Perhaps Christmas means a little bit more.
I love the Grinch. I love his yearly television transformation from grumpy misanthrop into loving apologist. On top of Mt. Crumpit, he welcomes the enlightenment of Christmas without gifts. He understands that there’s more. A whole lot more.
He gleefully returns the gifts. The story ends as he slices the roast beast and joyously claims the gizzard.
He never fills us in on the more.
Our neighborhood has a contest each Christmas that determines the families with the best outdoor light displays. One of the categories is Most Religious. This year, there were exactly two neighbors with decorations focused on the birth of Jesus. Two.
It’s kind of like having a birthday party, and neglecting to invite the birthday boy.
My own light display is lacking. Every year, we go full Griswold. We have an inflatable snowman, a blow up Santa, reindeer, snowflakes, candy canes, and enough lights to serve as a Georgia Power Christmas bonus. There is no Jesus. No wise men. Mary is noticeably absent. Joseph wasn’t invited.
Some of my best childhood memories are of our family trips to Mema’s to share in our holiday anticipation. I would fidget my way through Christmas Eve church services, then try my best to grab a quick five or six winks so Santa could do his stuff. By 9 a.m., the living room floor was hip deep in wrapping paper. By noon, everything new was old again. By the 26th, we were looking forward to the next Christmas.
God has been talking to me this year. Loudly. Firmly.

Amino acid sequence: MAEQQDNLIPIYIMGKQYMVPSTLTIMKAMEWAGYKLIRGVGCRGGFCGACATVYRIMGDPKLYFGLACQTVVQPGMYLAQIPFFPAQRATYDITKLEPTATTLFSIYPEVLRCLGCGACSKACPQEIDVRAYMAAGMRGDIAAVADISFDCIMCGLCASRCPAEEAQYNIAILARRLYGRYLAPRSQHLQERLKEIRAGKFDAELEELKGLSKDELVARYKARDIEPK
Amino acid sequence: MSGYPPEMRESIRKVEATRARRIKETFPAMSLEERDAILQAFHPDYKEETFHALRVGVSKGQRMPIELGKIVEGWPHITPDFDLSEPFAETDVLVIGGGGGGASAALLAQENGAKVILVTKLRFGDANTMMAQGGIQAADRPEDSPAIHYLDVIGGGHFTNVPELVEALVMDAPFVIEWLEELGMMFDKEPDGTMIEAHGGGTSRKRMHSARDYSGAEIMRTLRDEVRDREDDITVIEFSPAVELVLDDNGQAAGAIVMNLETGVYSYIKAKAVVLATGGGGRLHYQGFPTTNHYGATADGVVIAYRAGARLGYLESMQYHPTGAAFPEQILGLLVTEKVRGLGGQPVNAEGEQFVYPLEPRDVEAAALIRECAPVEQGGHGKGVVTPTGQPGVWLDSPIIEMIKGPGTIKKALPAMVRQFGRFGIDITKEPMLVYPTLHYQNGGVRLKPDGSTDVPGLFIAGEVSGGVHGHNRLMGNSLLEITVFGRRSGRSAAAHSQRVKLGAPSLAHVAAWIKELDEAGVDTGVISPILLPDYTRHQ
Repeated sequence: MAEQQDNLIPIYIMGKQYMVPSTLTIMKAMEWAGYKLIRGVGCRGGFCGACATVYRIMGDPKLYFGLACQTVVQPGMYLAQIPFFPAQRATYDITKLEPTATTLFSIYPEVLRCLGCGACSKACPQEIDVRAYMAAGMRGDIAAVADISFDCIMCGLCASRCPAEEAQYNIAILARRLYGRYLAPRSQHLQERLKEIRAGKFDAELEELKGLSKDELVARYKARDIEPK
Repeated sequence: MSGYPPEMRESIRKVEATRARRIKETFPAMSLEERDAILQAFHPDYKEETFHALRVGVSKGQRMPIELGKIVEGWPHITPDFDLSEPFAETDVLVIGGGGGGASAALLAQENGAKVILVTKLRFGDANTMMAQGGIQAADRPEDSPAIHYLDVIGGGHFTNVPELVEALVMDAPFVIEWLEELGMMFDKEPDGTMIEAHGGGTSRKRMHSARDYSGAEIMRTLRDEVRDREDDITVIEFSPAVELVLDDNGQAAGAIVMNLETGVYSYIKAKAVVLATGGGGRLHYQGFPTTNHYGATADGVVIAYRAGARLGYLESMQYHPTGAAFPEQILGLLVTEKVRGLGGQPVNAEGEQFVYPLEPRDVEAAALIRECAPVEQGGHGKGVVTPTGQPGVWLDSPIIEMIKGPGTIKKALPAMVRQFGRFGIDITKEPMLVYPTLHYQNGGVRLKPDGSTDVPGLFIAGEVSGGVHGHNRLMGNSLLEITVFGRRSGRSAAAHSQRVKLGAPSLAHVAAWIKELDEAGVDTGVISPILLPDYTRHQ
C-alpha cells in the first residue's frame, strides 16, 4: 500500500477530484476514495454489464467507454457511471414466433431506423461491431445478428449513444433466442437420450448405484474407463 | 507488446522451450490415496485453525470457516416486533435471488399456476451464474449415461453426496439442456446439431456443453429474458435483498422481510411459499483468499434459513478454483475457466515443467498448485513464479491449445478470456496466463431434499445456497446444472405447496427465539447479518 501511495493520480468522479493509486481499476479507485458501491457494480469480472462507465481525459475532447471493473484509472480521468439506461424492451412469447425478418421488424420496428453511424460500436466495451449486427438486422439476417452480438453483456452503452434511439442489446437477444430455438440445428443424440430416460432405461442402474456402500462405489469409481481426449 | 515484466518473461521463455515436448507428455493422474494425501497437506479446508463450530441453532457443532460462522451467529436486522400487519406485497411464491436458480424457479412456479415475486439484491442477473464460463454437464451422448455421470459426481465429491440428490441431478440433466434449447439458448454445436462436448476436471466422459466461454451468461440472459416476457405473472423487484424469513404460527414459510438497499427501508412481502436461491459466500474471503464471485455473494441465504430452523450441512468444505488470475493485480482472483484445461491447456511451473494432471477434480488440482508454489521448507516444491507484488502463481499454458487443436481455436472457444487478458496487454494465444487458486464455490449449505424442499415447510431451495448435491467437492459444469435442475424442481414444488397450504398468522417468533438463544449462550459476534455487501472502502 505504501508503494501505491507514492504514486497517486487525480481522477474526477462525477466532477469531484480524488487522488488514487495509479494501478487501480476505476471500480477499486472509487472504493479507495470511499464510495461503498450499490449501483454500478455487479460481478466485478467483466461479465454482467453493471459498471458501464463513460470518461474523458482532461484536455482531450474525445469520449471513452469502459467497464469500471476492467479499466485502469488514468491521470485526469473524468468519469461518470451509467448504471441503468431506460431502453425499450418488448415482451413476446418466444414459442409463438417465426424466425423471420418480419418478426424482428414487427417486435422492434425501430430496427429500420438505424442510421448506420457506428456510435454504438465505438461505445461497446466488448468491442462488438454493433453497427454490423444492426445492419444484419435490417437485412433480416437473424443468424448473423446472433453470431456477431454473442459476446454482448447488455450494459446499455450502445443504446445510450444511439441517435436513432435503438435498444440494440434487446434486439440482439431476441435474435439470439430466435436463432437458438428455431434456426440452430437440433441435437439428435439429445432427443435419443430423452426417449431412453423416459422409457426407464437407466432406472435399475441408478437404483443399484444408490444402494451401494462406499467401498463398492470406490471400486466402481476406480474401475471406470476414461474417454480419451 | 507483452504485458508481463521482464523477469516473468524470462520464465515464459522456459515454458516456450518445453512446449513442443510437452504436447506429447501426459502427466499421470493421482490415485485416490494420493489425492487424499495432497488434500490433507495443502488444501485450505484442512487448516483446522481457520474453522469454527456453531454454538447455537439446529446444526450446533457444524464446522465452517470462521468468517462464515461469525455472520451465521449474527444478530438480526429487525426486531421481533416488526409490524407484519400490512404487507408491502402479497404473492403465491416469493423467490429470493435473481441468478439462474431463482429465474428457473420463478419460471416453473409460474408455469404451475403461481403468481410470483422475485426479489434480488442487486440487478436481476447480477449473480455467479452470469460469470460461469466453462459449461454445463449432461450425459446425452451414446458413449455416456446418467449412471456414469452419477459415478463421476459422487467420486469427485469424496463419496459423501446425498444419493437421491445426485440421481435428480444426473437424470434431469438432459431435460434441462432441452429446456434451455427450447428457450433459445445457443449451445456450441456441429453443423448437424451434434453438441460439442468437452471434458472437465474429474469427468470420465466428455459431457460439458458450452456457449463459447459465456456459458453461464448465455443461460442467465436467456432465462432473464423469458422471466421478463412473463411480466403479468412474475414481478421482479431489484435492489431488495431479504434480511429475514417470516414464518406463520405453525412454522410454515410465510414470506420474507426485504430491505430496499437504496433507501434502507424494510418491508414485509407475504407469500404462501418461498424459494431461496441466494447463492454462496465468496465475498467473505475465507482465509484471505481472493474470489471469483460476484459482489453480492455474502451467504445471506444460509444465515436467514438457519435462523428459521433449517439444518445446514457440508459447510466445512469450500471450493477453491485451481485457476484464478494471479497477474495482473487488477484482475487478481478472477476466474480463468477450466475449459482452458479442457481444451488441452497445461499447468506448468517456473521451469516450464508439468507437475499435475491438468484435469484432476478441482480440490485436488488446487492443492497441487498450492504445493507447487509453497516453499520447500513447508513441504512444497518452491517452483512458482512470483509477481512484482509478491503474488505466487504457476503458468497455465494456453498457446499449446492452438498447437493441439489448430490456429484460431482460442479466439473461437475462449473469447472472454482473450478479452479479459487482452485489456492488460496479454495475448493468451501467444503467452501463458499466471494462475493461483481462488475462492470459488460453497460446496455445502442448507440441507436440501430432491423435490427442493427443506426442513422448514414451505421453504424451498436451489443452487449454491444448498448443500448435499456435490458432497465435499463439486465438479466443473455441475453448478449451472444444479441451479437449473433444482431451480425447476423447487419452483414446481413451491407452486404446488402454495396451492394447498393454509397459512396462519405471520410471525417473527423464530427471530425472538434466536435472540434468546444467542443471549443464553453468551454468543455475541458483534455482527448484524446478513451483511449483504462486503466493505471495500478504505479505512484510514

It started with my daughter’s engagement. She and her fiance allowed that Santa just might not be a part of their children’s Christmases. He was raised celebrating the birth of Christ, not 40% off. At first, I was heartbroken. And then…
One of the youth directors at our church asked me to help lead a class for college students. The title of the lessons says it all.
Christmas: It’s not our birthday.
Then, today, with no knowledge of the struggle I’ve been facing, a friend forwarded me an article written by journalist Kristen Powers. Once an atheist, the Fox News contributor writes about her transformation and how Christianity “ruined” her love of Christmas. Her newfound love of Christ supplanted her childhood adoration for the pile under the tree.
She’s invited Jesus back to His birthday party.
Now, I’m not here to kill Santa. I don’t want to put the big man on trial. Santa represents joy. He represents the spirit of sacrifice for the sake of others. But it’s time for Santa to take a backseat to a baby.
Christmas is about Jesus. It’s about a dirt poor infant born in an uncomfortable place in an uncomfortable situation. It’s about the greatest man ever to walk this earth, who taught us how to give without standing in line at Kohl’s. He taught us about love, unconditional and abundant. Jesus arrived on this earth to command that we love all others, even if they’re big, green, hairy, and hateful.
The Grinch didn’t change all on his own. He changed because of the love and attention offered by a child. Most of the Whos found the Grinch frightening and repugnant. The very characteristics others found repulsive, Cindy Lou Who found appealing. She kissed his dirty warm cheek, and the Grinch was reborn.
Funny. Jesus has a special love for the weak and downtrodden. He looks at the worst in all of us, and finds a reason to give us acceptance and compassion. Our sins, no matter how green or hairy, are instantly forgiven.
What a gift. Why on earth do we need anything else?
Santa is magical. But magic is an illusion. The gift of Christ is so real that I can feel it every time I fail and He instantly grants me grace. I feel it when I’m overwhelmed with stress, and a few moments of prayer lifts my burdens and sends it crashing into a landfill, the very same trash heap that is filled with last year’s Christmas toys. Jesus is not invisible. He’s there in the smile I wear. He’s in the hug I offer those in need. He’s in the meals I will deliver to shut-ins this Christmas Eve.
Christmas is changing for me. Perhaps it should have happened a long time ago. I’m not evicting Santa, but from now on, Jesus is driving the sleigh.
Jesus is the “something more” that the Grinch was talking about.
It’s his birthday. Let’s invite him to the party.